Much of Makati today is the dream, the handiwork of one man. Joseph R. McMicking. (Born in Manila, March 23, 1908; Died in Sotogrande, Spain October 18, 1990; and interred at the Santuario de San Antonio, Makati.)
He is today an almost unsung visionary and the nearly unremembered builder of the Philippines’ financial center. The City of Makati, now hosting the highest concentration of multinational and local corporations in the country, is also the hub of the country’s major cultural and entertainment happenings.
Apart from the varieties of residential subdivisions, for which Makati’s fame originally arose, the McMicking vision was to attract major banks and corporations and the foreign embassies. In his lifetime, this has been accomplished. His vision intended all of Makati to be such.
Almost unsung! Tempus fugit. Time flies, indeed, but not quite irretrievably, as I attempt to put together my remembrances of this respected icon of Philippine national development, at its most critical period, from the ravages of World War II.
Family Business and In-Laws
Sometime in March 2012, the Jesuit-administered Ateneo de Manila University sponsored an academic and social forum on the theme: “Family Business.”
Manila, without dispute, continues to be a bastion of businesses founded by original heads of families and successfully carried forward not only by direct descendants, but by ‘in-laws’ as well. Some of these entities are the blue chips traded in the Philippine Stock Exchange.
This particular Ateneo forum dwelt upon, among others, a key issue for family businesses--“the same faced by any family: in-laws,” the program literature so indicated.
The most prominent and oldest of such vibrantly existing corporate heirlooms is none other than the illustrious and venerable House of Ayala--the Ayala Corporation. Its present leader Jaime Augusto Zobel de Ayala, (JAZA, as he is familiarly referred to) had to be a guest speaker/resource person at this forum, for credibility and resonance. Obviously, his words had to have relevance and prominence. And for today’s generation of business leaders, to which JAZA belongs, his words brought forth a revelation about one of the Philippines least known business leaders and nation builders. An in-law! The man who in contemporary times had been referred to as “one of the unsung pillars of Philippine industry and one of our leading philanthropists.” One who is hardly remembered and in fact is even less known today.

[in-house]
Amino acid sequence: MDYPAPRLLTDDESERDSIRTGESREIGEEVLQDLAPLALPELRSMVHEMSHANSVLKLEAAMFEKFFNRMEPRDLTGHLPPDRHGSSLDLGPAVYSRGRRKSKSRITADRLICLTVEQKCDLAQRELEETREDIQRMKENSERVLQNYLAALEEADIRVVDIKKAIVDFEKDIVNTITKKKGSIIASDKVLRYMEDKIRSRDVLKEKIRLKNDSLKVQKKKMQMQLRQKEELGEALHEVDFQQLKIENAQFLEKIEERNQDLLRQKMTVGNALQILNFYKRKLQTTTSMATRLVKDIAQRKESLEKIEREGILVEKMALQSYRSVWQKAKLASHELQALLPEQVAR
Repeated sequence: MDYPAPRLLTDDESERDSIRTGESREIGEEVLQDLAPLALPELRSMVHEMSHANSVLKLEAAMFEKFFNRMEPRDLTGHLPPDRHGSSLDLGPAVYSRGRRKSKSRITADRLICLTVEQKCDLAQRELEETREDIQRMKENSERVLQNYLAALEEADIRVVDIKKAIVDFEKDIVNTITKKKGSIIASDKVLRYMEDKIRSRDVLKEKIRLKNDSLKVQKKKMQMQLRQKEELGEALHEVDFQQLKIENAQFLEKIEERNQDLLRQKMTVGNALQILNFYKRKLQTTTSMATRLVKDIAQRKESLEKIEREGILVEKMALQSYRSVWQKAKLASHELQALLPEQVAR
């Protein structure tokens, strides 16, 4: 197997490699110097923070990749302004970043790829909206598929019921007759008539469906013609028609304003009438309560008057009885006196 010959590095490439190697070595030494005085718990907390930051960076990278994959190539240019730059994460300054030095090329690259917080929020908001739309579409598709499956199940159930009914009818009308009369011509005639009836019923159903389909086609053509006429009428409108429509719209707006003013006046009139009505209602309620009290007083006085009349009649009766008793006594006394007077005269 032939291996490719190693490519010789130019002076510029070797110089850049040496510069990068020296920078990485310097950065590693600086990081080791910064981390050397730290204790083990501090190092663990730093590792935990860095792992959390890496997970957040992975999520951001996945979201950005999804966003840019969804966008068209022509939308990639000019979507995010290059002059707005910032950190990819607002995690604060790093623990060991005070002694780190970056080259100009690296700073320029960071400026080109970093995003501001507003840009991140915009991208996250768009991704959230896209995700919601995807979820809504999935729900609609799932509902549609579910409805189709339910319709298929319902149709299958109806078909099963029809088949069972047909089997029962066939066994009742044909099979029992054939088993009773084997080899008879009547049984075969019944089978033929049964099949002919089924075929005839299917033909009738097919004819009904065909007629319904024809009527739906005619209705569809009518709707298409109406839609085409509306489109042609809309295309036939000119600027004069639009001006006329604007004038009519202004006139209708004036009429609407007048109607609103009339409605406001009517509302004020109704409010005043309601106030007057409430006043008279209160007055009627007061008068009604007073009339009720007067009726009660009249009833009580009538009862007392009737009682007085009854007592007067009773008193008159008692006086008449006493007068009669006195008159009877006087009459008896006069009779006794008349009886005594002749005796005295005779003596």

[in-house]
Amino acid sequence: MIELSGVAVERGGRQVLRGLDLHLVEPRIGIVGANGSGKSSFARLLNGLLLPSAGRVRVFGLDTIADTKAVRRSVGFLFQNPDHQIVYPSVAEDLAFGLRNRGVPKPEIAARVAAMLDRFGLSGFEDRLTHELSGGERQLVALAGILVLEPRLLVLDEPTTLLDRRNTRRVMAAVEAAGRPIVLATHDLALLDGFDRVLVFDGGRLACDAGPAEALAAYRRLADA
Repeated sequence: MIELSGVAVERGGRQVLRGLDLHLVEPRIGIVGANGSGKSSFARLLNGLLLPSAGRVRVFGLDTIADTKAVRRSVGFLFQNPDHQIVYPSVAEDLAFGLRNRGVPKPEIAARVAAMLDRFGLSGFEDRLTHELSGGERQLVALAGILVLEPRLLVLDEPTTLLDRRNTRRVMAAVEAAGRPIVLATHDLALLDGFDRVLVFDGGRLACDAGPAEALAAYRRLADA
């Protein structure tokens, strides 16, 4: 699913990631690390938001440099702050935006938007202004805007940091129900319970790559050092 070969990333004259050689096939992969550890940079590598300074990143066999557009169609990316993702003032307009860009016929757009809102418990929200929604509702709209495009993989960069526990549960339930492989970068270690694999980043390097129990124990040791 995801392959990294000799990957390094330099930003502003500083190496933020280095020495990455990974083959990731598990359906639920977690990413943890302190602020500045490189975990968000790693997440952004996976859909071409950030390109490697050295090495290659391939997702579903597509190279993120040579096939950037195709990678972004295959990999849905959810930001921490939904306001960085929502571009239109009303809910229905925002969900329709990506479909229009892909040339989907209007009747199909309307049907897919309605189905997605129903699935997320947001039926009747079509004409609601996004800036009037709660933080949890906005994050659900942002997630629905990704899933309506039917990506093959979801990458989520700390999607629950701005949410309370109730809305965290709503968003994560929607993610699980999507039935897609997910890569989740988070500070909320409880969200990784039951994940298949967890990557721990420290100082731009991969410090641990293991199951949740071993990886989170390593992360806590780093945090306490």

There is neither an avenue nor a street, not even a side street, a patch of green that bears the McMicking name. It was not in jest when I mentioned sometime in the not too distant past that Makati’s Municipal Hall ought to display a statue or a bust in public prominence, as a gesture of recognition for the individual most directly personally responsible for the now perpetual inward revenues that flow from his vision of Makati. The new wealth created by the realization of the McMicking vision is the fountainhead of tax revenues that hails Makati as the most financially prosperous local government unit in the country.
Apart from the House of Ayala, the only older Philippine commercial enterprises were both of British/Scottish provenance. They came to the islands at a time when the country was beginning to open up to international trade. These are the trading firms of Wise and Company (1826) and Ker McMicking Company (1827.) Both continue to be in business today. Wise and Company is engaged in industrial equipment and services while Ker & Co., Ltd., as the surviving entity is known today, is mostly into insurance and chemical/electrical products distribution.
Jaime Augusto Zobel de Ayala carries an amalgamated surname that by itself is a reflection of two earlier in-laws. They are an immigrant from Spain, Antonio de Ayala and a local born German-Spanish Jacobo Zobel Zangroniz. These surnames were to figure in the family history sometime later. That history begins with the founding in 1834 of Don Domingo Roxas’ family enterprise.